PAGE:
By Waceke Njoroge
The arraignment before the Special Criminal Court of one of the Central African Republic’s most wanted suspects has set the troubled country on a new path to justice.
Captain Eugène Ngaïkosset, also known as the “The Butcher of Paoua”, was on September 4, 2021 reported to have been arrested and was charged with crimes against humanity just days later, on September 10. Although the court stated that Ngaïkosset had his rights and the charges brought against read to him in the presence of his lawyer, it did not specify what he was accused of.
It was not immediately clear when his trial would begin or whether he would remain in custody during the trial period. The court announced that its Investigative Judges would consider the matter of his detention.
Ngaïkosset’s case brings into focus the Special Criminal Court (SCC), a hybrid international tribunal with the mandate to try individuals accused of “serious violations of human rights and international humanitarian law”, including war crimes, crimes against humanity, and genocide in the Central African Republic (CAR) from January 1, 2003.
The SCC is located in the capital Bangui and although it held its inaugural session on October 22, 2018, has yet to hear its first case. It was set up as a response to a vicious conflict that raged from late 2012 to 2014 between the Seleka armed group, the CAR government, and the anti-balaka armed forces. The fighting prompted the United Nations Security Council to establish a peacekeeping force in the country in April 2014.
The SCC resulted from a memorandum of understanding between the United Nations and the then-transitional government of CAR in August 2014. The court’s statute was adopted by transitional President Catherine Samba-Panza in June 2015, and its rules of procedure and evidence adopted in July 2018. On December 4, 2018, the SCC published its investigation and prosecution strategy, after which investigations formally began.
The court is staffed by both international and national judges and prosecutors, and benefits from international assistance.
Ngaïkosset’s case comes at an important point in the court’s history as it prepares to start hearings. The substitute prosecutor, Alain Tolmo, announced on September 8, 2021 that the SCC would begin its first trials before the end of the year. It is not clear what case it will begin with, but the court has said it has multiple matters under investigation. Earlier, sources had indicated that the court had 21 suspects in custody, three of whom were arrested after the massacre of 46 civilians near Paoua, in the north of the country, in May 2019.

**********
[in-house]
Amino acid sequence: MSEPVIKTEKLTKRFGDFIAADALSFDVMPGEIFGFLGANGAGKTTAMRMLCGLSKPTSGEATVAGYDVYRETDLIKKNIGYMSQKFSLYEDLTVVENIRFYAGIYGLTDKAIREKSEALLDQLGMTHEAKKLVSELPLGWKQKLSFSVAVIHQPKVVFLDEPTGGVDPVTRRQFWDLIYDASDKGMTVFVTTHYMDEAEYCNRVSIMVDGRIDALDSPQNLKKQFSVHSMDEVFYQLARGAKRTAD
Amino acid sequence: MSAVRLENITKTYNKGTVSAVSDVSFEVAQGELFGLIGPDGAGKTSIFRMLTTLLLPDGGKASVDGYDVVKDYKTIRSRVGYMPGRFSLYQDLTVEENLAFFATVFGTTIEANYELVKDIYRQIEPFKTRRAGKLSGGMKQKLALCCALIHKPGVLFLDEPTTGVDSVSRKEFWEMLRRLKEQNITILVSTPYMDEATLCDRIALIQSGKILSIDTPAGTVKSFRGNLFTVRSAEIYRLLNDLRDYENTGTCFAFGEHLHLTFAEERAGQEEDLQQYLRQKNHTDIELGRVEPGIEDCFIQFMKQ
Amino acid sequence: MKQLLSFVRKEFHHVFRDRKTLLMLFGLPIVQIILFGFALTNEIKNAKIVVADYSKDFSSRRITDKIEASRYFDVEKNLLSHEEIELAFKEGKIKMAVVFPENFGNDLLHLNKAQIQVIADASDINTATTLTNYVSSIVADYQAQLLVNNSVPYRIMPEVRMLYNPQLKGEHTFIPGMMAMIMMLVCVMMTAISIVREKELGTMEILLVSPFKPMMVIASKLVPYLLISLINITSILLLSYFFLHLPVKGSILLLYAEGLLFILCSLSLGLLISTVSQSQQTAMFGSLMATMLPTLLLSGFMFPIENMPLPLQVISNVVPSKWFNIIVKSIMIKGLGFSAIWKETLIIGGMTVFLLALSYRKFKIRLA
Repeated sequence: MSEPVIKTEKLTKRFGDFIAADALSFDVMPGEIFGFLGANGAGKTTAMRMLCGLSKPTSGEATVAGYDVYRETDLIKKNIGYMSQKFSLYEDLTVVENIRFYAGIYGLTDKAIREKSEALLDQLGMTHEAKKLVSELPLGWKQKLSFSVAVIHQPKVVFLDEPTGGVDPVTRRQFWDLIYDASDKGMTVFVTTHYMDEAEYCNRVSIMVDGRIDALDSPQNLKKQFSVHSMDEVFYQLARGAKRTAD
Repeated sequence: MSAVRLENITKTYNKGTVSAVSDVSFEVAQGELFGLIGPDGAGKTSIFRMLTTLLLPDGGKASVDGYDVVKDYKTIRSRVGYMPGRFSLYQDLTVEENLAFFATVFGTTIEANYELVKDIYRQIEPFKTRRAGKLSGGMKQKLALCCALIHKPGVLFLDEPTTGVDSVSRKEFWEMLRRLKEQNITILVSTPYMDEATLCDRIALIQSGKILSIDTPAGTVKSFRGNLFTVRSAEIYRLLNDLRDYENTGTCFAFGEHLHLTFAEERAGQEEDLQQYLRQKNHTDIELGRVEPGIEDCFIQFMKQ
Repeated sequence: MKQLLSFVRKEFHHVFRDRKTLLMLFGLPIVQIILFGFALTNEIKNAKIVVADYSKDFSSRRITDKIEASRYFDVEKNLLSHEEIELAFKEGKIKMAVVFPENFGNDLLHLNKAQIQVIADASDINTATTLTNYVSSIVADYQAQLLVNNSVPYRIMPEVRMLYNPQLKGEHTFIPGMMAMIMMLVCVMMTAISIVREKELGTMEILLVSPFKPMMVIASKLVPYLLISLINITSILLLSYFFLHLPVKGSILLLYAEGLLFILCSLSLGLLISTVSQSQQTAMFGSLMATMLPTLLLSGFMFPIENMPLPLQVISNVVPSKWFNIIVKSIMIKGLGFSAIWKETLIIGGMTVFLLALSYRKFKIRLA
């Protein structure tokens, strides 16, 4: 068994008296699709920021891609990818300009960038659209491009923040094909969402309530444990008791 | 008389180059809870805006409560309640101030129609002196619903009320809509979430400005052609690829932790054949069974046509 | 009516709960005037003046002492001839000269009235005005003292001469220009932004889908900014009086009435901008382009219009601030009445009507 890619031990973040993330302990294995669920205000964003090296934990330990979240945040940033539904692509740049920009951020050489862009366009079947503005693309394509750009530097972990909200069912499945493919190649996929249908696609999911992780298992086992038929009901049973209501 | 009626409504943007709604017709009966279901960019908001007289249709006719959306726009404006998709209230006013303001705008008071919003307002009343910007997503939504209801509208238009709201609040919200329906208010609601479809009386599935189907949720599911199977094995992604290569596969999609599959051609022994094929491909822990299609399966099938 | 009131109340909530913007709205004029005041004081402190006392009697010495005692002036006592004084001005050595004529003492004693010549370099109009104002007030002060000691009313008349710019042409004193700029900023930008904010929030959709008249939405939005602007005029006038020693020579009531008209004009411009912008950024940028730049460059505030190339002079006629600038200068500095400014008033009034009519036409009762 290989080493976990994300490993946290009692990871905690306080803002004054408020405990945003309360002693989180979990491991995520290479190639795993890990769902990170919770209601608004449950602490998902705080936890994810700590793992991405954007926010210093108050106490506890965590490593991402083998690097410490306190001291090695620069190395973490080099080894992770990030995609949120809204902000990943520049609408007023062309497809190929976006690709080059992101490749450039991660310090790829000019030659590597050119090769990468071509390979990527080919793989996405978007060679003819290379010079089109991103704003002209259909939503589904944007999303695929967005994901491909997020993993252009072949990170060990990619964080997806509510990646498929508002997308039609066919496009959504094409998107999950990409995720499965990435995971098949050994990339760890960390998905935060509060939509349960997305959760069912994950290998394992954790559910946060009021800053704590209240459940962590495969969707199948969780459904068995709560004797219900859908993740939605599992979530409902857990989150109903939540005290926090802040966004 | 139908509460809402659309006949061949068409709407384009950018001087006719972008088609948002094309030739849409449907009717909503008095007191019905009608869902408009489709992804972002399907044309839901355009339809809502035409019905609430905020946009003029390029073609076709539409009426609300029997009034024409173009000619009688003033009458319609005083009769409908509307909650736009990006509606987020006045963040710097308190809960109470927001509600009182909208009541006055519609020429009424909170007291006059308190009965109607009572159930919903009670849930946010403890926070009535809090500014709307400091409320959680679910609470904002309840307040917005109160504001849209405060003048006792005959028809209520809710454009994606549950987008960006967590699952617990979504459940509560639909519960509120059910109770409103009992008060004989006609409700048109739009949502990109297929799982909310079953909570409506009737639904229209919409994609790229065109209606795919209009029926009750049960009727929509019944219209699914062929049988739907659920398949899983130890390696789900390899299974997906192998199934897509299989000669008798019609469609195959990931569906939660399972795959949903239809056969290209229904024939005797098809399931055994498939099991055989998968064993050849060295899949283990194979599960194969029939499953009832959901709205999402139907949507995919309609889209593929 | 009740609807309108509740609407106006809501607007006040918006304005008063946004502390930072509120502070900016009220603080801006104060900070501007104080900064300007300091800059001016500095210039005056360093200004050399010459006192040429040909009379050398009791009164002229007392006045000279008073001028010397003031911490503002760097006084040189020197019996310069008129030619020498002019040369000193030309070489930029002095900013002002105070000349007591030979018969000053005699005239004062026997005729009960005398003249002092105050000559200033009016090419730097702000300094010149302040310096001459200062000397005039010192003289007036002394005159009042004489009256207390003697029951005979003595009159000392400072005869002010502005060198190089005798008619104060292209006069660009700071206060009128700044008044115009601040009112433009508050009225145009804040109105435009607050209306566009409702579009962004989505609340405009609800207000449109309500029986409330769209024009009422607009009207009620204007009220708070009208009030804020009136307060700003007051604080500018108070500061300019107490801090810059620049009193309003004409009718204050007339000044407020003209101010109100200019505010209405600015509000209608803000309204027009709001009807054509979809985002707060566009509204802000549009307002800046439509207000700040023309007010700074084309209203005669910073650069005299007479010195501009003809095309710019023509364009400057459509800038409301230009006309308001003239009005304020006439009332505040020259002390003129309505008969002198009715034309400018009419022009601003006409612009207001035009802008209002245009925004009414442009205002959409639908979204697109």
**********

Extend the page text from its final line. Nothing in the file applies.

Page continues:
The court has a tight schedule as it has limited time to complete its work. The countdown on its five-year mandate started on the date of its inaugural hearing, in October 2018. The mandate may be renewed only once, for a maximum of 10 years.
This is not the first time that Ngaïkosset has been in custody in connection with the abuses he is suspected of. An arrest warrant was issued against him in April 2014 for the crimes and human rights abuses committed during President François Bozizé’s rule. In May 2015 after his arrest, Ngaïkosset was transferred from Congo-Brazzaville to Bangui. He was moved to the research and investigation section of the national gendarmerie, or the SRI, its French acronym. He escaped after five days in unclear circumstances.
He was a fugitive on several wanted lists. In December 2015 he was placed on the UN sanctions list for perpetrating violence aimed at destabilising the transitional government in CAR and “planning, directing, or committing acts that violate international human rights law or international humanitarian law … including acts involving sexual violence, targeting of civilians, ethnic- or religious-based attacks, attacks on schools and hospitals, and abduction and forced displacement”. That same month, the US Department of the Treasury’s Office of Foreign Assets Control also sanctioned Ngaïkosset for “engaging in actions that threaten … peace, security, or stability.”
His arrest comes at another troubled time in his country, after a new rebellion erupted in December 2020, putting at risk a new peace deal between the government and several armed groups signed in February 2019.
Ngaïkosset has a long history in CAR’s wars. In 2005, the then lieutenant led a presidential guard unit based in the town of Bossangoa at the beginning of a period of rebellions against the government of former President Bozizé. His alleged abuses include attacks against civilians suspected of supporting the Popular Army for the Restoration of the Republic and Democracy (Armée Populaire pour la Restauration de la République et la Démocratie, APRD), a rebel movement led by former presidential guards under former President Ange-Félix Patassé in the northwestern provinces, where Patassé was from. Bozizé deposed Patassé in 2003. Ngaïkosset’s unit was one of several presidential squads implicated in violations of international law, including serious human rights violations between 2005 and 2007.
After his escape from custody in 2015, Ngaïkosset continued to be active with anti-balaka militias – a collection of local armed groups that emerged in mid-2013 to fight against the Seleka, a predominantly Muslim rebel group that took power in 2013 and ousted Bozizé.
The humanitarian crisis in CAR continues to worsen, driving further criminality and conflict. More than half of the country’s population of 4.6 million depends on humanitarian assistance, the highest UN per capita case load globally. This number is likely to increase this year as many communities, which depend on farming, have been unable to plant crops due to increasing insecurity and subsequent displacement.